At the end of the day, it had made it known, that it wasn’t too late for me. As depressing at that sounds, I was tip toeing on that ledge of deep despair, and now I had some hope back in my life. And I think that’s the beauty of creating something, it confirms our authenticity, mirroring our own mystery and showing us a piece of ourselves we may have lost or simply forgotten was there. It is a form of expression that can untangle our own inner web of chaos, simply because of the release that can happen there. Taking down the guard, to liberating something beautiful and unique from within, in turn, maybe even smoothing over those jagged parts that have become so raw. It gives the creator a chance to look at oneself, and perhaps decide, that they still have something to offer, even under the suffocating soot and residue of things past by. Things past by, but at times, and often for myself, relived everyday.

At the end of this post, are a few shots of the piece I was working on all week, if you wanna check it out.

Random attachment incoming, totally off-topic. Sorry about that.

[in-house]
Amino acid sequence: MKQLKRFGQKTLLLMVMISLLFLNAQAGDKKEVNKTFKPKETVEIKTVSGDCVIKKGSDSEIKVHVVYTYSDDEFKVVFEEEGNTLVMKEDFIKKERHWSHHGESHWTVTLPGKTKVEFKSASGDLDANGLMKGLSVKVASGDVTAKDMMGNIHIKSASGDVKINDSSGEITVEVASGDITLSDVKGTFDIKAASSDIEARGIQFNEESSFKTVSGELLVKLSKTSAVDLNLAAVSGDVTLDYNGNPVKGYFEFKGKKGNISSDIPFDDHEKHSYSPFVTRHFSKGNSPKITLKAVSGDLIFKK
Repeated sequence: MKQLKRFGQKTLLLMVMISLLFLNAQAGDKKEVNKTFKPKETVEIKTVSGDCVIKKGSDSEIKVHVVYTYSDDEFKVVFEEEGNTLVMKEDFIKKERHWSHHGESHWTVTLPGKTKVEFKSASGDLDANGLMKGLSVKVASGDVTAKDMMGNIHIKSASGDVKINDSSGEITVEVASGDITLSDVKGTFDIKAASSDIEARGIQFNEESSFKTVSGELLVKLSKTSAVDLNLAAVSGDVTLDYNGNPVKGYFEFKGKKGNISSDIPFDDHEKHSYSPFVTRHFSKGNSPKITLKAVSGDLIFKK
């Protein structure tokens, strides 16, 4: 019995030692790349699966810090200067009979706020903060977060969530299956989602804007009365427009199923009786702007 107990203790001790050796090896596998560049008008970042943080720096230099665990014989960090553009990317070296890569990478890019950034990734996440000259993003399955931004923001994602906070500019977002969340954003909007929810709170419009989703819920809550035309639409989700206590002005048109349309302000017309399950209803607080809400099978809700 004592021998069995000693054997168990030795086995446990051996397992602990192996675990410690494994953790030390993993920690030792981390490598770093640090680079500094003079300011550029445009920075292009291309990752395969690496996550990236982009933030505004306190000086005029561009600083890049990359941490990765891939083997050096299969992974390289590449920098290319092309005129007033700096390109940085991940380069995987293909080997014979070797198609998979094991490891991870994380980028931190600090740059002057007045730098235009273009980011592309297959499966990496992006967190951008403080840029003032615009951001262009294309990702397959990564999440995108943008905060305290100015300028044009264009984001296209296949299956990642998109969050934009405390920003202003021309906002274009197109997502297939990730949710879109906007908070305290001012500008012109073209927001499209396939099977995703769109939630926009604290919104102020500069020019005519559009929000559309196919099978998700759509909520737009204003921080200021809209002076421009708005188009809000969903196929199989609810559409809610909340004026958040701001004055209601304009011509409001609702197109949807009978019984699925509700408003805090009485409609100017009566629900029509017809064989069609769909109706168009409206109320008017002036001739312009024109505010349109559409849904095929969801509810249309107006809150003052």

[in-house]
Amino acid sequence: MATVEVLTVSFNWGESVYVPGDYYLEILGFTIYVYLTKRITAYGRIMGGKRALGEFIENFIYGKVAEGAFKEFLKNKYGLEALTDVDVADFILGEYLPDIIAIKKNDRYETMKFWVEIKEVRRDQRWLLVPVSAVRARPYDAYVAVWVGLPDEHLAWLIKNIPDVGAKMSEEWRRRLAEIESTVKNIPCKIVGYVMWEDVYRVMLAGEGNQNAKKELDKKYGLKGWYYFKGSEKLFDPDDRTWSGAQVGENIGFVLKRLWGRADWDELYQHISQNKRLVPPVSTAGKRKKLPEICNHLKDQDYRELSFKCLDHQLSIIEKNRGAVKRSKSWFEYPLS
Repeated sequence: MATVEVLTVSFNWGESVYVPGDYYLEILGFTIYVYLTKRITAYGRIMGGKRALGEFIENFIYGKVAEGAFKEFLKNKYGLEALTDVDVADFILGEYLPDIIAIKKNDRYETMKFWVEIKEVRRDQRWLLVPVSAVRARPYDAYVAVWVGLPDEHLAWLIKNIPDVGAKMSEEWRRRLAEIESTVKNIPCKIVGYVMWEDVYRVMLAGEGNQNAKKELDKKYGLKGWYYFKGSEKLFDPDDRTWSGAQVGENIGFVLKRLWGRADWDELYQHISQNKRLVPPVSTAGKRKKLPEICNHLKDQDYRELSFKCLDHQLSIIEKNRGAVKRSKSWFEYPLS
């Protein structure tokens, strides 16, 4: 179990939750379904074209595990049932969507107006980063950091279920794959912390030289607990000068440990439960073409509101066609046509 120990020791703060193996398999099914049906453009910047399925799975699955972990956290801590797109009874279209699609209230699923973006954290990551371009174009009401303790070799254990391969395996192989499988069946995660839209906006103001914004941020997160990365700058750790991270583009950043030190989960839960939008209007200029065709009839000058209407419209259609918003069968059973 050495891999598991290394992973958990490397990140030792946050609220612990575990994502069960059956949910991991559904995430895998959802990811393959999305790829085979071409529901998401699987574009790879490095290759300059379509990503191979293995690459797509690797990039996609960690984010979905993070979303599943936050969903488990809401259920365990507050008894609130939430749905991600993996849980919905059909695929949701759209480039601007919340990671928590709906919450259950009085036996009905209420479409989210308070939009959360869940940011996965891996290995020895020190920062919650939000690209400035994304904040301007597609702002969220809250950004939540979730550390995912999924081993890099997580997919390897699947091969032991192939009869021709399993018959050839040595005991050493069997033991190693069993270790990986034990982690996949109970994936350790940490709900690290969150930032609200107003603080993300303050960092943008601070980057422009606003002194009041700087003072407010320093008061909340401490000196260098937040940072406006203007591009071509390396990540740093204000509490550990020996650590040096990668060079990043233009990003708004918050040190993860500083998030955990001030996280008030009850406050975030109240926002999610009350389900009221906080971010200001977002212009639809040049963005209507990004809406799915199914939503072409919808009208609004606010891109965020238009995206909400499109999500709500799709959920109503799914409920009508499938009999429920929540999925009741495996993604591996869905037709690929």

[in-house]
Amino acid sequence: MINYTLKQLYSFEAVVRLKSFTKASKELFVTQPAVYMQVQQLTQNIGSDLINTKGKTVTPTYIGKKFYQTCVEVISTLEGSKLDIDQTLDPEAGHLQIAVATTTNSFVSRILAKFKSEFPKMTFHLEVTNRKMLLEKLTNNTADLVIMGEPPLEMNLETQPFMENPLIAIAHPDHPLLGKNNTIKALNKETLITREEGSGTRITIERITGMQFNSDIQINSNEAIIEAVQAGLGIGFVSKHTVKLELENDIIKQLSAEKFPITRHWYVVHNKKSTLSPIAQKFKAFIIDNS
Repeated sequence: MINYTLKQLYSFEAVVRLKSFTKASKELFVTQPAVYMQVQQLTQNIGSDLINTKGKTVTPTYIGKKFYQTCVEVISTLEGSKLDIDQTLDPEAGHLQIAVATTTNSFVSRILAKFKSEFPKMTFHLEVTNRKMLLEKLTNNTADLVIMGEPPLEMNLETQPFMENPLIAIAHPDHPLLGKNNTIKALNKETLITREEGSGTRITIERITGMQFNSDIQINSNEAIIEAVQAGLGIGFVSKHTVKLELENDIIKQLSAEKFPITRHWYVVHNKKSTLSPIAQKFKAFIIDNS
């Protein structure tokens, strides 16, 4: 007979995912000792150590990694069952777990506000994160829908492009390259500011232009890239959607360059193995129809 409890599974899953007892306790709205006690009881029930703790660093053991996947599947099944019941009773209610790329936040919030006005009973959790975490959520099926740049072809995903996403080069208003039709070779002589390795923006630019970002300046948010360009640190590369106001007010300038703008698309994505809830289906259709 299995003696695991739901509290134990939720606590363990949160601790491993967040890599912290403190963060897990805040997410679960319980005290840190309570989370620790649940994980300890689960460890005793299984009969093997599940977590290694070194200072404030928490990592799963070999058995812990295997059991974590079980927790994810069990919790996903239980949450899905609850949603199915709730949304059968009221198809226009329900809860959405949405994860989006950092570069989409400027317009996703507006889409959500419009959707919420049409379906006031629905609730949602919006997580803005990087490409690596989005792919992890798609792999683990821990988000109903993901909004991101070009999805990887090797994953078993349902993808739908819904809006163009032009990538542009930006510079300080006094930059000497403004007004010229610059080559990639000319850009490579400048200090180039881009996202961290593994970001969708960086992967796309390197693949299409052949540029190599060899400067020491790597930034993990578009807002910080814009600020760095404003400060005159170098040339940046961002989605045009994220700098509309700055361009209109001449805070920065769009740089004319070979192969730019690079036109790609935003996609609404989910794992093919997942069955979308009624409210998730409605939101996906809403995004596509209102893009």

As I said earlier, I needed a break from telling my story. The beginning of the week was rough, and after a few sleepless nights, waking up in tears, I decided I needed help. So, on Tuesday, I found myself sitting in the doctor’s office, mid panic attack, covered in tears, emotional and weak as hell. It took a lot of courage on my part, to expose and vulnerabilize myself to a man I had never met. I’ve never been one to trust doctors, and asking him for anxiety medication was hard. I was embarrassed it had gotten this bad, and I was really nervous about the whole thing. Talking about cancer screening was even worse, and it left a kind of pit in the bottom of my stomach. I’m not looking forward to those appointments, at all. Not a day goes by that I don’t think about my Moms death, that she was a young 48 years old, and I’ve unknowingly taken on a deep fear, that the same thing will happen will to me. I’ve even caught myself counting how many years I’d have left with my son, if I died at the same age. Just like my Mother, and her sister, who also died of cancer before the age of 50. I have to stop myself when my mind goes there, sometimes violently, because in all honesty, I’m terrified. And so, these are the thoughts that wake me in the night, my pillow case drenched in tears. Amongst other terrors from within. The old fears, and the new, swirling around my subconscious, creating a circus act of horror I’d do anything to escape. And so, the doctor’s office and the newness that came with it.